There has also been a dramatic change in share ownership over the past three decades.
In the 1980s, listed companies were owned mainly by individual investors, with almost no overseas fund manager ownership and minimal domestic fund manager involvement.
The AMP and National Mutual were notable exceptions as far as the latter group was concerned.
New Zealanders were seduced by the sharemarket as they invested most of their surplus cash in the market, often with an unsophisticated and undiversified approach.
Many investors borrowed heavily and invested all this money in one company, for example Robt. Jones Investments, Judge Corporation or another hot stock.
Others believed they had adopted a diversified approach when they put their money into just three companies, such as Brierley Investments, Chase and Equiticorp. That approach offered as little diversification as a spread of investments in three finance companies in the early 2000s.
There has been a dramatic change in share ownership over the past few decades, with individual investors now playing a minor role while fund managers and overseas investors have become the dominant market participants.
The introduction of the PIE regime and KiwiSaver in October 2007 has resulted in a huge switch in investment decision making, from individuals to fund managers.
Investors are now much more likely to ask what PIE or KiwiSaver fund they should invest in, whereas in the past they were more interested in seeking advice about individual companies.
Fund managers can make mistakes but they are heavily regulated, operate diversified portfolios, have a strong focus on risk mitigation and have access to considerable information that should enable them to make better decisions than most individuals in the 1980s.
Overseas investors now own 47.2 per cent of NZX listed companies according to Forsyth Barr, with 18.2 per cent Australian owned and the remaining 29.0 per cent held by other international investors.
These global investors have been attracted to the NZX because of the defensive qualities of many of our major companies, their relatively high dividend yields and improved corporate governance.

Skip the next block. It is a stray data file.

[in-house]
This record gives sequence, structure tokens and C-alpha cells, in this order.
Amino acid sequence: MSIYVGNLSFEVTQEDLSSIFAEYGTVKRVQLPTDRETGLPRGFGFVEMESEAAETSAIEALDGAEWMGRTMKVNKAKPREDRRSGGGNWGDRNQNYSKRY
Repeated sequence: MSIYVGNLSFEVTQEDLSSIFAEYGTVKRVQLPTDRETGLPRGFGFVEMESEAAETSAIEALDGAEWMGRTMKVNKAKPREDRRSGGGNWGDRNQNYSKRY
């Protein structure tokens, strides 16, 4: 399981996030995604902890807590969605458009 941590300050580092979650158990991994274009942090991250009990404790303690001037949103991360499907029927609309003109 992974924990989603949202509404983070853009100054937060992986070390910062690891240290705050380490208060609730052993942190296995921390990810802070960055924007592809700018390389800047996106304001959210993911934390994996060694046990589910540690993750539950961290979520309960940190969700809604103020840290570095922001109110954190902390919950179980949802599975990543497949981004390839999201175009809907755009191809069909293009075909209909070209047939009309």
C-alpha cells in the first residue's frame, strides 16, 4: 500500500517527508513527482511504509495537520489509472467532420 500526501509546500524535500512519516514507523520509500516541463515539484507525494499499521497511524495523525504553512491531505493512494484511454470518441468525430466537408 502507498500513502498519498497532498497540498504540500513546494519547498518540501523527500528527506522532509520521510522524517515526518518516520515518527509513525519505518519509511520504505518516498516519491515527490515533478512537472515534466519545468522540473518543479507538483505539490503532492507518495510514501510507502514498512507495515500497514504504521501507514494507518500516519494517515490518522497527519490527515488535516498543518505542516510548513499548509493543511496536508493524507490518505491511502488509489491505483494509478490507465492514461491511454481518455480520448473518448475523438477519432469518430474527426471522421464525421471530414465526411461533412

In addition, the Crown holds a controlling stake in three of the 10 largest NZX companies, Meridian Energy, Mercury NZ and Air NZ, whereas the Bank of New Zealand was the Crown’s only top 10 shareholding in 1987.
Valuation is a key consideration when making any investment decision and on that basis the NZX looks overvalued compared with 1987.
Just before the October 1987 crash, a leading broker had a prospective market P/E multiple of 10.1 and a forecast dividend yield of 3.4 per cent. The latter figure compared with the six-month term deposit rate of 17.2 per cent per annum at the time.
The same broker now has a prospective market P/E multiple of 25.9 and a forecast dividend yield of 5.4 per cent compared with the current six months term deposit rate of 3.25 per cent.
However, we should be careful with these figures because the 1980s forecasts were partly based on unsustainable capital profits that disappeared after the October 1987 crash.
Meanwhile, the current forecasts are more realistic, operating cash flows are strong and sustainable while the average dividend yield is higher than current term deposit rates. By comparison, dividend yields in the 1980s were significantly lower than term deposit rates.
It is extremely difficult to compare the NZX with the 1980s because New Zealand and the sharemarket have changed dramatically.
However, we can say with certainty that there will be a market correction at some time in the future. But it is important to note that KiwiSaver and other superannuation monies will continue to flow into equities after any downturn, whereas individual investors in the late 1980s deserted the market and switched to residential property.
This continued flow of KiwiSaver and superannuation monies suggests that any market downturn will be relatively subdued, particularly compared with 1987.